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Disciplinary & Grievance

Employers and employees sometimes have formal meetings. These can be: 

  • disciplinary hearings, which are called because the employer has an issue with the conduct or performance of the employee  
  • grievance hearings, which are called because the employee has an issue in connection with their employment

Employer obligations
An employer must give an employee 48 hours notice of all disciplinary hearings. They must provide the employee with all the evidence they are going to rely upon at that meeting, including any witness statements. Employees have the right to be accompanied by a work colleague or a Trade Union representative.

Right to be accompanied
An employer must allow an employee to be accompanied by either a Trade Union representative or a work colleague of their choosing. This request must be reasonable, and your employer can refuse a work colleague for a number of reasons. If your representative is unavailable to attend, you can make a request to the employer, who should allow a postponement and arrange a meeting within 5 working days.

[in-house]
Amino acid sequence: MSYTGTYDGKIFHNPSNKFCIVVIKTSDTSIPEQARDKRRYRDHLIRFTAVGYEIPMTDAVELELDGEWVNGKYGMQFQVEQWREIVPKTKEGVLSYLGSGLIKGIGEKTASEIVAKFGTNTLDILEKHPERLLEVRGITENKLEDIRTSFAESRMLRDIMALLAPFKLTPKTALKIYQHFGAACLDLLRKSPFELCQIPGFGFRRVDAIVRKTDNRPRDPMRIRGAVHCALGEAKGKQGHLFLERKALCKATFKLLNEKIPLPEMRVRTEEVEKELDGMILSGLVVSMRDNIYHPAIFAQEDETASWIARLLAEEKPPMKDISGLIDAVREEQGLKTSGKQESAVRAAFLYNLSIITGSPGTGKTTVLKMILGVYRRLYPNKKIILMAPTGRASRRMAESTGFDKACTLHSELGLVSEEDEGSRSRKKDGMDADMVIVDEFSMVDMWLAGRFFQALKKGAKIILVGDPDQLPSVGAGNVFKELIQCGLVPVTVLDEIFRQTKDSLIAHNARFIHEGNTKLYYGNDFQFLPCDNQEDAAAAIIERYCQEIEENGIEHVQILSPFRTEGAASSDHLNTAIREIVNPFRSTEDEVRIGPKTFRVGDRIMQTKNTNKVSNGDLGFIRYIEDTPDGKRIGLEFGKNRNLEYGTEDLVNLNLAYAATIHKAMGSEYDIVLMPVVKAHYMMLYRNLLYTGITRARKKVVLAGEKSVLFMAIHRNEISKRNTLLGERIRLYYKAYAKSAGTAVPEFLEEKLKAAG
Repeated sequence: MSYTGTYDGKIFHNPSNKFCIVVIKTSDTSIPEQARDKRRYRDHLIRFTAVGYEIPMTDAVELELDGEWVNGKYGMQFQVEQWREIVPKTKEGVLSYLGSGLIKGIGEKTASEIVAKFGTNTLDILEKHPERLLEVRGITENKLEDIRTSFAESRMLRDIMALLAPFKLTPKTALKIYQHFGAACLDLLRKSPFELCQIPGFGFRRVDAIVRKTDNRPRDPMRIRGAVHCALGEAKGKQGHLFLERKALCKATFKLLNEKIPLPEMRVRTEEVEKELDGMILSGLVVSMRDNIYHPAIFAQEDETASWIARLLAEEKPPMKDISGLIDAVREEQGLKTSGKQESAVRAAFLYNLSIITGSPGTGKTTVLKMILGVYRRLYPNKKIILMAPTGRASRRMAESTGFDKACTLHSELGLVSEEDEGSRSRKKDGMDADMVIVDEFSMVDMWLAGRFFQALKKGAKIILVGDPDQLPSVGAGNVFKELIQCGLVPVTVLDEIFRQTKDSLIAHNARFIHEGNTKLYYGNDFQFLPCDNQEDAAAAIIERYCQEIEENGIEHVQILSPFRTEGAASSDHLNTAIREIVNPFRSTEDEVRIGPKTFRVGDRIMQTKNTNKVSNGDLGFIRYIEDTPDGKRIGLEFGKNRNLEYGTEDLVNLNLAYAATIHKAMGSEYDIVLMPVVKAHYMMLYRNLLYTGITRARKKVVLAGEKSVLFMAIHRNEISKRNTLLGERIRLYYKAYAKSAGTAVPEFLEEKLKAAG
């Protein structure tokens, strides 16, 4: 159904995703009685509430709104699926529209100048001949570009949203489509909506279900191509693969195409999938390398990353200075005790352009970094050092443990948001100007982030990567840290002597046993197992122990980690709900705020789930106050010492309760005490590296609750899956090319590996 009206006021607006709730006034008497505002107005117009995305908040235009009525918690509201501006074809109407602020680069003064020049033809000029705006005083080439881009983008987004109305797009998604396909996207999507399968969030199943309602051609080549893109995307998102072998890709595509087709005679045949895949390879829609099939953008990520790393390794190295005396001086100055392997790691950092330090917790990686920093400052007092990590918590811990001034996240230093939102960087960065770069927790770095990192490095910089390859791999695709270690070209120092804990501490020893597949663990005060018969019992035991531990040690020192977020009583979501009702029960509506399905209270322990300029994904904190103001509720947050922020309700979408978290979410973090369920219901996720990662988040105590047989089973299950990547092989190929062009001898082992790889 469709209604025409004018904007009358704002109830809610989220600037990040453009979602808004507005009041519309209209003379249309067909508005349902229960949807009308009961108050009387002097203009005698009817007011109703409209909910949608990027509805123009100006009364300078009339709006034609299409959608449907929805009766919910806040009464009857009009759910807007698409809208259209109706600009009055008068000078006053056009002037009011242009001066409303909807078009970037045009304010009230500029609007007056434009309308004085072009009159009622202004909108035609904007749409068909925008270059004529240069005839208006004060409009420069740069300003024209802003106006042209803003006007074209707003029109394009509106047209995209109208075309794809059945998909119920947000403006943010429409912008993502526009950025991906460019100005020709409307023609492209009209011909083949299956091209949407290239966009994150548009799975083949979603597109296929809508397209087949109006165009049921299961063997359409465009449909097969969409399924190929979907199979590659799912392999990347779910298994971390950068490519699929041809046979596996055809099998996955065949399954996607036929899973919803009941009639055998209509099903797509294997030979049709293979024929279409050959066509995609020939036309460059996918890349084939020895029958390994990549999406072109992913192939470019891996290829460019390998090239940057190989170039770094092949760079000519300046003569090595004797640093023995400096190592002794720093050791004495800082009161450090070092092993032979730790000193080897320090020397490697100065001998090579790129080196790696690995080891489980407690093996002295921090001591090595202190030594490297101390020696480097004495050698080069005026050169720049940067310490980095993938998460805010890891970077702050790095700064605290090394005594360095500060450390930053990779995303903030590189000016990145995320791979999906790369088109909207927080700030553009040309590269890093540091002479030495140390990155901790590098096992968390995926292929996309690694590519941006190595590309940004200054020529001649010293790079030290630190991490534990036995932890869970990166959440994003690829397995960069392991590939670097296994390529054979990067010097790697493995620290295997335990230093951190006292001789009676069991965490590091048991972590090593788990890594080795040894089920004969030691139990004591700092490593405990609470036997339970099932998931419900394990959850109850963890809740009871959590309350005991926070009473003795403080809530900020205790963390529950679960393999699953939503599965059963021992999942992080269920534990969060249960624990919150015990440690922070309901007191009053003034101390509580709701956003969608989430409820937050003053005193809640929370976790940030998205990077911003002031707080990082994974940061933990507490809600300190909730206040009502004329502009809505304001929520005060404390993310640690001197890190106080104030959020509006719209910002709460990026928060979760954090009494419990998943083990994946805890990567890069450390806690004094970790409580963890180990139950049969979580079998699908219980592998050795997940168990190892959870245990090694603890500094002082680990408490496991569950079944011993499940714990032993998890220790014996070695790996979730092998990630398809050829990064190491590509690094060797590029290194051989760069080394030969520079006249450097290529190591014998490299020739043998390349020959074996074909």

Can my colleague have time off to come with me?
Employers would usually allow your colleague to have time away from their normal duties to accompany you. They can, however, refuse the request if it is unreasonable. For example, if it meant that the business was unable to function properly if allowing both you and your colleague to attend simultaneously would leave the employer short staffed.

Sickness absence
If you are not well enough to attend the hearing, you can ask for it to be postponed. You must be aware, however, that some employers make decisions in their employee’s absence. Usually, it is better for an employee to attend their hearing so they can put forward their side of events.

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